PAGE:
Dean’s fictional miner dies at the bottom of the pit.  I had to think of a different way to lyrically dispense with a living protagonist. “Nobody seemed to know where Donald disappeared/With folk searching frantically for masks and gear/Nurses and doctors were all busy saving lives/They clean lost track of that small-handed guy.”

Dean’s tribute to Big John ends with a marble stand being erected in his memory outside the mine that was never reopened.  “These few words are written on that stand/At the bottom of this mine lies a big, big man/Big John.”

In homage to the original, I also end with a few words written on a stand, but it’s not made of marble, and it’s contextualized a bit more suitably, given the person it is recognizing. “Someone made a sculpture, to commemorate it all/Of a gold-plated toilet, near the Viet Nam wall /These few words are written on that stand/Keep on the lookout for an orange-tinted man, Mean Don.”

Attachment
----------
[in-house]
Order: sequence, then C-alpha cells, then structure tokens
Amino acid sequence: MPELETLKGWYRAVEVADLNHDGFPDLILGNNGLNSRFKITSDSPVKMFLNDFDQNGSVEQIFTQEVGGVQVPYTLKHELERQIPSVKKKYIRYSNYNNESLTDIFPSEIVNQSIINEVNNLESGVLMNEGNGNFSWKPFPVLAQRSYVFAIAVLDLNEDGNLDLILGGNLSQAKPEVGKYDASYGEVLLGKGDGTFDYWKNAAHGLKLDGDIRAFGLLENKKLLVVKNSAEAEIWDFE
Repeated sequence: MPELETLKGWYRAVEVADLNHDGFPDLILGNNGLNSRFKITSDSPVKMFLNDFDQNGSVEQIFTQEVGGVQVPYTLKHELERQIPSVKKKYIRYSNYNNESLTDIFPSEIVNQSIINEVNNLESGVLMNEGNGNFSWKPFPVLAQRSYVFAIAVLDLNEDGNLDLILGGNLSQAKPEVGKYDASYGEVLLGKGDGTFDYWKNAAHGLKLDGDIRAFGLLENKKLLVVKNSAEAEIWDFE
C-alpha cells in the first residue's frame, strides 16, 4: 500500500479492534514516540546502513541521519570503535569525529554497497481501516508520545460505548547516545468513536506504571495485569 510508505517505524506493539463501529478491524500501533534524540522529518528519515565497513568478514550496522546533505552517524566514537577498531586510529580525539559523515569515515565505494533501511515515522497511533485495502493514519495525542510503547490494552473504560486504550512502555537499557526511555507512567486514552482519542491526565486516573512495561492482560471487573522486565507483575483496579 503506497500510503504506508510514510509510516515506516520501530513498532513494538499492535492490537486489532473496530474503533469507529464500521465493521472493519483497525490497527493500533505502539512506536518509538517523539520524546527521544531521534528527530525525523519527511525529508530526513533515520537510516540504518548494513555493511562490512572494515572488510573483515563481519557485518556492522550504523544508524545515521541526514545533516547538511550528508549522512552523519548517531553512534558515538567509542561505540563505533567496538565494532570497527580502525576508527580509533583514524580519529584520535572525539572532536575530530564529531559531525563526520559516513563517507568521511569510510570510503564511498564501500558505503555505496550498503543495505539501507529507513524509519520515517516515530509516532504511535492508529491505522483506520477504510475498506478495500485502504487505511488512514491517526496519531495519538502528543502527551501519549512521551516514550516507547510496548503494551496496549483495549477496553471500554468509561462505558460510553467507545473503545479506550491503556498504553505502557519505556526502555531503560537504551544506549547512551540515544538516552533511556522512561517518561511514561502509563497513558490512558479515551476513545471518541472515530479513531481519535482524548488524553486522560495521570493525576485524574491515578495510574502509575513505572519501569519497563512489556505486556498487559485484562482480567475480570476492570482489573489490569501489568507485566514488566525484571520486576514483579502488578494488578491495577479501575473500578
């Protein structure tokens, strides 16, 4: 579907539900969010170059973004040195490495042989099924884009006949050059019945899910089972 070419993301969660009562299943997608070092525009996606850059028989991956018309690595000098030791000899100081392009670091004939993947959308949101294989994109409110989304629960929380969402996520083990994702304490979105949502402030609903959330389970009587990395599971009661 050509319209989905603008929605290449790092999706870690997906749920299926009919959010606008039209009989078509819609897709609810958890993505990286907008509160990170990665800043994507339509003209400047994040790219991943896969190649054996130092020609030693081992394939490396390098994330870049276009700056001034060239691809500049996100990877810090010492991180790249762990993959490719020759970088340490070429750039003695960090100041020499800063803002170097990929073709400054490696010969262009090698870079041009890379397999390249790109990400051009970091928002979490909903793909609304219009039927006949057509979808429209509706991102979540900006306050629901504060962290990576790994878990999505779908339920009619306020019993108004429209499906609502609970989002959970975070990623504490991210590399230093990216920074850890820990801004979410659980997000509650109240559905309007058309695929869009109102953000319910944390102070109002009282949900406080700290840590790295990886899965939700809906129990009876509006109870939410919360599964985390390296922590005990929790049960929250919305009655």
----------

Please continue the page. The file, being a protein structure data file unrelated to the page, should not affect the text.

Once having decided the song was worth recording, I was determined to find someone who could vocally replicate Jimmy Dean. With the help of my brother Hugh, a comedy writer and producer in LA, I was able to find Josh Robert Thompson, a voice actor and impressionist who has worked on late night shows such as Colin Ferguson and Conan O’Brien. He inhabited my lyrics as if he were the ghost of jimmy Dean. Hugh also helped me find a professional vocalist to do the backup singing parts. (She has opted not to be named in the credits, so I am not naming her here.) For the graphics, I hired Shannon Dean, a college undergraduate I had never met, but whose mother had been a student of mine in multiple Education courses.